[Deathpenalty] death penalty news----worldwide----IRAN, SAUDI ARABIA, ZANZIBAR
rhalperi at mail.smu.edu
Thu Oct 16 16:47:53 CDT 2008
Iran hangs a murderer
Iran has hanged a convicted murderer in a prison in the western town of
Doroud in Lorestan province, Kayhan newspaper reported on Thursday.
The man sent to the gallows on Wednesday was only identified by initials
of M.Gh. He had been found guilty of murdering a woman and her daughter
after robbing their home.
The latest hanging brings to at least 190 the number of executions in Iran
this year, according to an AFP count.
Amnesty International says Iran carried out more death sentences in 2007
than any other country apart from China, executing 317 people.
Capital offences in the Islamic republic include murder, rape, armed
robbery, drug trafficking and adultery.
(source: Agence France-Presse)
Saudi beheaded for murder
A Saudi was beheaded by the sword on Thursday for murdering an Indian man,
the interior ministry said.
Fatin bin Fallaj al-Shibani al-Otaybi was found guilty of stabbing the
victim to death and stealing his belongings, the ministry said in a
statement carried by SPA state news agency.
The execution brings to 78 the number announced by Saudi Arabia this year.
On Tuesday, Amnesty International charged that poor migrants were bearing
the brunt of a surge in executions in the ultra-conservative kingdom.
The human rights watchdog complained that the Saudi government "continues
to execute people at an average of more than 2 a week."
Last year, a record 153 people were executed in the Gulf kingdom, which
applies a strict version of sharia, or Islamic law. This figure compared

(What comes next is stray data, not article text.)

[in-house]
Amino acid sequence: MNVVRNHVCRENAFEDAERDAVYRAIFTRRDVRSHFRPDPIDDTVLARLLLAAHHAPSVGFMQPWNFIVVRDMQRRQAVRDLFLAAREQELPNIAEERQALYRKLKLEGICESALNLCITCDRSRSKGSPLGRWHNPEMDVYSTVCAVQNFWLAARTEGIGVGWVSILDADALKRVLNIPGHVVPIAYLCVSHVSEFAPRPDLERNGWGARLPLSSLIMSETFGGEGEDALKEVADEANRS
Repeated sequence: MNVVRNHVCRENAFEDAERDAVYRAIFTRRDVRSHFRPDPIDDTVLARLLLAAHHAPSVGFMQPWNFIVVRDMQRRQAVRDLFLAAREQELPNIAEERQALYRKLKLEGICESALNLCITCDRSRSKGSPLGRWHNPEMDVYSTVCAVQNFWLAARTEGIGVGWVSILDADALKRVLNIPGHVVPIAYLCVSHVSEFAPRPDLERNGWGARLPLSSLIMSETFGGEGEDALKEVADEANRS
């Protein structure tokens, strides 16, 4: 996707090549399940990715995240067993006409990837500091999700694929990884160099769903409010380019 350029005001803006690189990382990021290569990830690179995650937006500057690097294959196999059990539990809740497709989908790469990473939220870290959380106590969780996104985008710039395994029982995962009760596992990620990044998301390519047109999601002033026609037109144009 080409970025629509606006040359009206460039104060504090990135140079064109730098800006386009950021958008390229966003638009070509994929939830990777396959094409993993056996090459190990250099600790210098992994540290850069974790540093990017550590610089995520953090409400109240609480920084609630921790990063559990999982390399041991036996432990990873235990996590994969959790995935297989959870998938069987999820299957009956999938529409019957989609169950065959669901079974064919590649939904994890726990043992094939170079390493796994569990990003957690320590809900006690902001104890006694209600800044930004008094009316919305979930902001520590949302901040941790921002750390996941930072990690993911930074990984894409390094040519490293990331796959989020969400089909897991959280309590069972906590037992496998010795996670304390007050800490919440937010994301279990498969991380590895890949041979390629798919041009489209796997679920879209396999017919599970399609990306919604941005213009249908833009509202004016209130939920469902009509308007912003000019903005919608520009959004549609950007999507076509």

with 37 in 2006 and the previous record of 113 in 2000.
Rape, murder, apostasy, armed robbery and drug trafficking can all carry
the death penalty in the ultra-conservative country, where executions are
usually carried out in public.
(source: Agence France Presse)
For Saudi human rights association death penalty is lawful----Group
spokesman criticises a report by Amnesty International, which says that
capital punishment is unfairly imposed; defends rules, stressing that
Sharia is the law of the land. Last year 158 people were killed this way.
The death penalty in the kingdom is not carried out until after "an
exhaustive examination of the relevant" evidence with "enough guarantees
for the defendant" and especially in accordance with Sharia or Islamic
Law, Zuhayr al-Harithi, the Saudi Human Rights Association spokesman, said
in response to criticism from Amnesty International which in its annual
report slammed "the process in which the death penalty is taken and
implemented [because it] is harsh, secret, and largely unfair."
The London-based human rights association said that Saudi Arabia is
"executing convicted persons at an average of more than 2 a week and that
around 1/2 of them are foreigners from poor countries."
The number of executions carried out last year rose to 158 up from 36 in
the previous year.
For Al-Harithi international organisations are unable to understand that